Note: This is a camino of gratitude for me. Each day, I choose something I am grateful for in my life and think and journal about it throughout the day. I will share an excerpt from my journal entries at the end of each day’s post.
Day 12: San Vicente to Serdio 5 miles
1 October 2017 (Today would be Rachel’s 35th birthday.)
The next morning I did not have to leave the hotel until noon. (Usually we have to be out of the albergues by 8:00 or 8:30.) Again, I thought about how lucky I was to have shelter and decided to dedicate this day as well to being grateful for the shelter I found last night.
And after only 7.7 kilometers, I came to this lovely albergue in Serdio.
After leaving my pack at the albergue I walked back down the road to eat at the local taberna. I did not recognize anything on the menu, but I ordered the fabada with a questioning look at the tavern owner. He kissed his fingers so I trusted him. And it turned out to be beans cooked with smoked salt pork—much like our family has created it for generations–except they add chorizo and blood sausage. It was still a taste of home…
The menu del dia, which is a common practice here and which I had also encountered in Peru, is a set menu, sometimes with lots of choices, sometimes with only one or two. You get a first (primero) and second (secundo) course, wine, and dessert for a set price—here it is between 9 and 14 euros. This one was 10 euros and included the bottle of wine! I am a very cheap drunk so I only had 2 glasses. But with the fabada, the steak filet and potatoes, cold lemon custard, bread, and wine, I had only one choice—return to the albergue for a siesta!
I would later learn that Asturias is famous for its fabada and I was able to try it several more times, but none of the others measured up to this one in the little village of Serdio on a sleepy Sunday afternoon.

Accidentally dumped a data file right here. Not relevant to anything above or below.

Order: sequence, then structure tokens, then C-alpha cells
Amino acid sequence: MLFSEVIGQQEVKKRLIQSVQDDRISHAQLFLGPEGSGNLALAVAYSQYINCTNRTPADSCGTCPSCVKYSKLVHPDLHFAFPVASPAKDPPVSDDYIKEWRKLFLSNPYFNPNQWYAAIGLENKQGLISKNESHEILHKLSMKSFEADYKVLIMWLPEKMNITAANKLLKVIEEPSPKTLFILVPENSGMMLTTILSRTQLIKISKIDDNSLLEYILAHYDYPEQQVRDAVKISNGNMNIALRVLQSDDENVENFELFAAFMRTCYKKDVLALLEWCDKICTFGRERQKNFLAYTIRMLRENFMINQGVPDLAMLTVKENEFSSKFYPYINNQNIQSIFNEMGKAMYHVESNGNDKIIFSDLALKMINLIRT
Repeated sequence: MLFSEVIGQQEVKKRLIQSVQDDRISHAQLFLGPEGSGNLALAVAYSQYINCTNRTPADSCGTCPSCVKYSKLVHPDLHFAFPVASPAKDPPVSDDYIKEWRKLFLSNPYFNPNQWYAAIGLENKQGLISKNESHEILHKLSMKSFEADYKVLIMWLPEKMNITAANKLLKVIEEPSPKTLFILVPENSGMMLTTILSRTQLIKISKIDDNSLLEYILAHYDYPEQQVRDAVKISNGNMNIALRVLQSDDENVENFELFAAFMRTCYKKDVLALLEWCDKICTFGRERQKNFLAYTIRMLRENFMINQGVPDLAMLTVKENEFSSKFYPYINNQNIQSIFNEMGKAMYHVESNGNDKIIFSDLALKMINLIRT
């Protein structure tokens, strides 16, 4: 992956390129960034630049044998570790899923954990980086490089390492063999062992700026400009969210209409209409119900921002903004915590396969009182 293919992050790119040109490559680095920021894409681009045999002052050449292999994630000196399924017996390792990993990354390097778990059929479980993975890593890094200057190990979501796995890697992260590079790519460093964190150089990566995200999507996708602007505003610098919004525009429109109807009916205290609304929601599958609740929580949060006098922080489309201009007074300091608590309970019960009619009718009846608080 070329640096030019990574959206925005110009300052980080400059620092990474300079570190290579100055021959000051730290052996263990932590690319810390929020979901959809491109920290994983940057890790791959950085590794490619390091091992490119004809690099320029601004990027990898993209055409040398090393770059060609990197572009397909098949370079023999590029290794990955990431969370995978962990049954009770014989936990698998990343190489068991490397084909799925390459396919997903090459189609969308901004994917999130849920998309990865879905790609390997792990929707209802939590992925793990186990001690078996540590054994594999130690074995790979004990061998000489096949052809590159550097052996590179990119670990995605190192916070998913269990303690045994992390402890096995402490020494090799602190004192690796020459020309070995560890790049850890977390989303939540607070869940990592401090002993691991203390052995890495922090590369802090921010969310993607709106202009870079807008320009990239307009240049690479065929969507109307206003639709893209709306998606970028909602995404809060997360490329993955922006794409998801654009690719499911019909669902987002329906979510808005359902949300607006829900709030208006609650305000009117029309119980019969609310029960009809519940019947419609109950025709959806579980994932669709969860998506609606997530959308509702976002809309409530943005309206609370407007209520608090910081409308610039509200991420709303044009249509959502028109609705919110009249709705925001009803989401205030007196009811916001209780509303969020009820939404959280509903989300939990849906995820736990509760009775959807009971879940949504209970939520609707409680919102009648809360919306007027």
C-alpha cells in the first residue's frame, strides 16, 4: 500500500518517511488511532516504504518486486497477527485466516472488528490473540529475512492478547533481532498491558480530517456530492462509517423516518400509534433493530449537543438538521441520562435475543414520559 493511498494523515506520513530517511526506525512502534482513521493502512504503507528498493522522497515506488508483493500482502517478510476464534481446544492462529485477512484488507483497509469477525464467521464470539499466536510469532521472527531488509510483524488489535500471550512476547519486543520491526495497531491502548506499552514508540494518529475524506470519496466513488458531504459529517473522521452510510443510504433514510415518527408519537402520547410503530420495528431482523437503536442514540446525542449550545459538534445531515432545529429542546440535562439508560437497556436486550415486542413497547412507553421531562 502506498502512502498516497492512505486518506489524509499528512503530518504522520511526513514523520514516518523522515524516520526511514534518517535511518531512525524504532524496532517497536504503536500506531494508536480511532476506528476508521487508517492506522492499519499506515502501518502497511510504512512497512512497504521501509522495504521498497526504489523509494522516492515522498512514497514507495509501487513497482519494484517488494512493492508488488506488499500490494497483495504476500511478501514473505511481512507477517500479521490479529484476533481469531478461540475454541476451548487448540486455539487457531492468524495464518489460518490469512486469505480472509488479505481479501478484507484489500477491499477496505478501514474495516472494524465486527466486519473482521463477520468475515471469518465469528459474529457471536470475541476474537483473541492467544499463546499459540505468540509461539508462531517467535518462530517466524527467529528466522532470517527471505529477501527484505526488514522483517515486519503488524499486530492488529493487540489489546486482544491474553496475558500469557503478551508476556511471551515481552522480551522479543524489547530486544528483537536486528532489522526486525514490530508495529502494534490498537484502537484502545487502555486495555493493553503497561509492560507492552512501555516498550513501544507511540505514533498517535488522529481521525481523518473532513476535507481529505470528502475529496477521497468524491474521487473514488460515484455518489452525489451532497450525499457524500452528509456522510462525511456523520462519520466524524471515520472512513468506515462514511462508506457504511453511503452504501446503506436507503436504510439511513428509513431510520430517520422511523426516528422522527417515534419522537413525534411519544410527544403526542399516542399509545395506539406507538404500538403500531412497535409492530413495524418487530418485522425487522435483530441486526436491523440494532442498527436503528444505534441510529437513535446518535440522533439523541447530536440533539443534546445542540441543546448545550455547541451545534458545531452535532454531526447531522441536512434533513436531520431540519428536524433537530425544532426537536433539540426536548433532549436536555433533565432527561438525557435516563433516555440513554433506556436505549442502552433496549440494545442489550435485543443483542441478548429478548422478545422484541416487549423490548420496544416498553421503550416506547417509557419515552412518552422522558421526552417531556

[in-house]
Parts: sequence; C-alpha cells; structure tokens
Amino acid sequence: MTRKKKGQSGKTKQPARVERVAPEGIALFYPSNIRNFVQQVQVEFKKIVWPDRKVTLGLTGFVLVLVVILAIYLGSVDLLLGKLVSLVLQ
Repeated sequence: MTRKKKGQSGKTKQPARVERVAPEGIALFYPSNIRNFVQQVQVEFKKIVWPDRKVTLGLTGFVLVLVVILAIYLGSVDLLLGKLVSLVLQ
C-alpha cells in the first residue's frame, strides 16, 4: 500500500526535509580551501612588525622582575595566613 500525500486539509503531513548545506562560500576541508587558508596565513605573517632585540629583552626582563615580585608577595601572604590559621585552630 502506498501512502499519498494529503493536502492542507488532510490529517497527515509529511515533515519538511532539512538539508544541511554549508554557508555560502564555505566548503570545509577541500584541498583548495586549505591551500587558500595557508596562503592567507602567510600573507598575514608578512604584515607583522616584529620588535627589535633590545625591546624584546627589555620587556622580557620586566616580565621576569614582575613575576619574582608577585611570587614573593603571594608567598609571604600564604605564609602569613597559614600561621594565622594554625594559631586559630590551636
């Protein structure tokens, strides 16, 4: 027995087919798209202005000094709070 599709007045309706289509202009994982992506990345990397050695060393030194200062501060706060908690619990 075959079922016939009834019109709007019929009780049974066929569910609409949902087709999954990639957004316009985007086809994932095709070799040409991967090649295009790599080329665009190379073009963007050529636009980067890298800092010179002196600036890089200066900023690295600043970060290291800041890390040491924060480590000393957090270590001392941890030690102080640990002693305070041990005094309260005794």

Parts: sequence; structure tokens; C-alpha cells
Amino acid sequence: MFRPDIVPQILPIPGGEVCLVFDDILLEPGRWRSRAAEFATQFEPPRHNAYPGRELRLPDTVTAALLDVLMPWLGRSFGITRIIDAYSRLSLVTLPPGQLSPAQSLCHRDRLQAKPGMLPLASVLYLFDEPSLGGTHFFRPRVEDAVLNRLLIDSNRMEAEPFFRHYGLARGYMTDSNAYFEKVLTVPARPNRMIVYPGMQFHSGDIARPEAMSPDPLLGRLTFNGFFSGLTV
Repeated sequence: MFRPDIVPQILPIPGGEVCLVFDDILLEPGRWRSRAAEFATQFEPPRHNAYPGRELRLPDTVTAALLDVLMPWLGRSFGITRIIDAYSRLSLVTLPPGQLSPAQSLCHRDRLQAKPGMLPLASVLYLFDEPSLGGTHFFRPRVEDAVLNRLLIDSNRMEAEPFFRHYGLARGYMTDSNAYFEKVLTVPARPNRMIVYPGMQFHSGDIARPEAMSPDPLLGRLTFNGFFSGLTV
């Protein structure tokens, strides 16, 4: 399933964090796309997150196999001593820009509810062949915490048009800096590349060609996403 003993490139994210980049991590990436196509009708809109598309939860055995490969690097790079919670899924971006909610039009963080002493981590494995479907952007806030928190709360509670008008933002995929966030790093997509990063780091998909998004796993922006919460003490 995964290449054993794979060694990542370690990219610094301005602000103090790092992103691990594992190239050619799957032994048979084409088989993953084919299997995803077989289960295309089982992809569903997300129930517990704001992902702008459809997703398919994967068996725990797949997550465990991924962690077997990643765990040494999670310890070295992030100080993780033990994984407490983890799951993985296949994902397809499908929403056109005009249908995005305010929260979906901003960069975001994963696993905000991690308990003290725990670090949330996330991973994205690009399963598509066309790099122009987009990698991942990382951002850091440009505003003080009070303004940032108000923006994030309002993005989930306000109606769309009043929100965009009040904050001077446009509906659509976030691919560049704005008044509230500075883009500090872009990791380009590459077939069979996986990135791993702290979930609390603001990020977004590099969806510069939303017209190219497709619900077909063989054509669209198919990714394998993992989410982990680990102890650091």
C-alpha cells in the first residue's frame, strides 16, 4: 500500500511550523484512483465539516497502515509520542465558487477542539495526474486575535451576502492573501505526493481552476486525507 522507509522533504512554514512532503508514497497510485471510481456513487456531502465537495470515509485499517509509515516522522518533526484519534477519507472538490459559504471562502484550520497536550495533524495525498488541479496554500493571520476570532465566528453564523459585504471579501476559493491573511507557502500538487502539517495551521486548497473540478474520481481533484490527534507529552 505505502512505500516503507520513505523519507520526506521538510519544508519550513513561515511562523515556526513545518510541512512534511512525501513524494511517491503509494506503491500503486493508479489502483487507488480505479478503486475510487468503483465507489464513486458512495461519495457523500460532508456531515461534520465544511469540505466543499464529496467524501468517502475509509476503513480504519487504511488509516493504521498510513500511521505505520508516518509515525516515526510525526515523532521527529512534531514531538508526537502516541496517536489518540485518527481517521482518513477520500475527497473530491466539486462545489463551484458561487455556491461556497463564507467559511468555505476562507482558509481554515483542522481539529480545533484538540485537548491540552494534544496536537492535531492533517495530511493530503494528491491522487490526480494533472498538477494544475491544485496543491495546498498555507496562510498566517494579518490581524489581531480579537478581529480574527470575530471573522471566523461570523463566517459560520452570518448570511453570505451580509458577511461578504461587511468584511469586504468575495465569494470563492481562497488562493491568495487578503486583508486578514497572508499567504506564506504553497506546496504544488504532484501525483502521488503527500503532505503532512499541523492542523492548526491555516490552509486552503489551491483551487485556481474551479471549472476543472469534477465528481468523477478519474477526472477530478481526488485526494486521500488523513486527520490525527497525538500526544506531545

Day 13: Serdio to Columbres 5.5 miles
2 October 2017
The last two days intentionally been short ones and I will try to take a rest day tomorrow. A tendon in the back of my knee is hurting—probably from the abuse it suffered two days ago. Rest is the best cure. The albergue in Columbres is the answer. Some will not allow us to stay two nights, but this one does.
In the evening, for the first time in months, I was able to take advantage of the limited wi-fi here to call my friend Emily. I had not talked with her in months!! It was so nice to touch base.
A funny thing about my two-day stay in Columbres. On my first night there were four other people in the six-bed room. All could speak English (a rare experience lately—I am often the only native English speaker in a room). We had some lovely chats. The next night, my roommates were three Spanish men who came in very late stinking of beer accompanied by their dog who, otherwise well-behaved, was led with a large chain that clanked every time he moved during the night. On top of that, one man had about the most annoying snore I have ever heard. I got up and got out early!
I have now walked 122 miles to the Compostela de Santiago.